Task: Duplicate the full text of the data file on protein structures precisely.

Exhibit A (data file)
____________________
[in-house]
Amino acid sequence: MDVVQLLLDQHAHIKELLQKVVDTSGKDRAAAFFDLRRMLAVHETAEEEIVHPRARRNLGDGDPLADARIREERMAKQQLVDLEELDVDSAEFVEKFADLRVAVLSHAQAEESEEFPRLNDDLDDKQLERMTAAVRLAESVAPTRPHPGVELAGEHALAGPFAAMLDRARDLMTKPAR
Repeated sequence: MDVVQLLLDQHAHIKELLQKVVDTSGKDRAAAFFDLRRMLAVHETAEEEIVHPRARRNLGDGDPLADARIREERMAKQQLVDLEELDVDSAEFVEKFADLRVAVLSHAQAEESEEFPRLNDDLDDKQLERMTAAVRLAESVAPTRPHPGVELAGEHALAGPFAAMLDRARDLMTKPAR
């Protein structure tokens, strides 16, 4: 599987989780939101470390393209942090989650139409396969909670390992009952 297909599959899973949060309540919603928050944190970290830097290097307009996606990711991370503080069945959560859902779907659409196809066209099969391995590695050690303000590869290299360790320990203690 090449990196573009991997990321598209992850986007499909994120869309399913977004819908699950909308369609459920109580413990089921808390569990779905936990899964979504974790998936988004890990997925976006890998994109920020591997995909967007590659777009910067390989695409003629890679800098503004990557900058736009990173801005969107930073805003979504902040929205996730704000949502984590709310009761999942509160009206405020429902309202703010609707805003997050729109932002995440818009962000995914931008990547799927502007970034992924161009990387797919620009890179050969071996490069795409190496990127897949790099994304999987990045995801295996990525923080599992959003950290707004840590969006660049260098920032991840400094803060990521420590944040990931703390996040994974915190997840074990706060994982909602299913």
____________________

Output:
[in-house]
Amino acid sequence: MDVVQLLLDQHAHIKELLQKVVDTSGKDRAAAFFDLRRMLAVHETAEEEIVHPRARRNLGDGDPLADARIREERMAKQQLVDLEELDVDSAEFVEKFADLRVAVLSHAQAEESEEFPRLNDDLDDKQLERMTAAVRLAESVAPTRPHPGVELAGEHALAGPFAAMLDRARDLMTKPAR
Repeated sequence: MDVVQLLLDQHAHIKELLQKVVDTSGKDRAAAFFDLRRMLAVHETAEEEIVHPRARRNLGDGDPLADARIREERMAKQQLVDLEELDVDSAEFVEKFADLRVAVLSHAQAEESEEFPRLNDDLDDKQLERMTAAVRLAESVAPTRPHPGVELAGEHALAGPFAAMLDRARDLMTKPAR
């Protein structure tokens, strides 16, 4: 599987989780939101470390393209942090989650139409396969909670390992009952 297909599959899973949060309540919603928050944190970290830097290097307009996606990711991370503080069945959560859902779907659409196809066209099969391995590695050690303000590869290299360790320990203690 090449990196573009991997990321598209992850986007499909994120869309399913977004819908699950909308369609459920109580413990089921808390569990779905936990899964979504974790998936988004890990997925976006890998994109920020591997995909967007590659777009910067390989695409003629890679800098503004990557900058736009990173801005969107930073805003979504902040929205996730704000949502984590709310009761999942509160009206405020429902309202703010609707805003997050729109932002995440818009962000995914931008990547799927502007970034992924161009990387797919620009890179050969071996490069795409190496990127897949790099994304999987990045995801295996990525923080599992959003950290707004840590969006660049260098920032991840400094803060990521420590944040990931703390996040994974915190997840074990706060994982909602299913």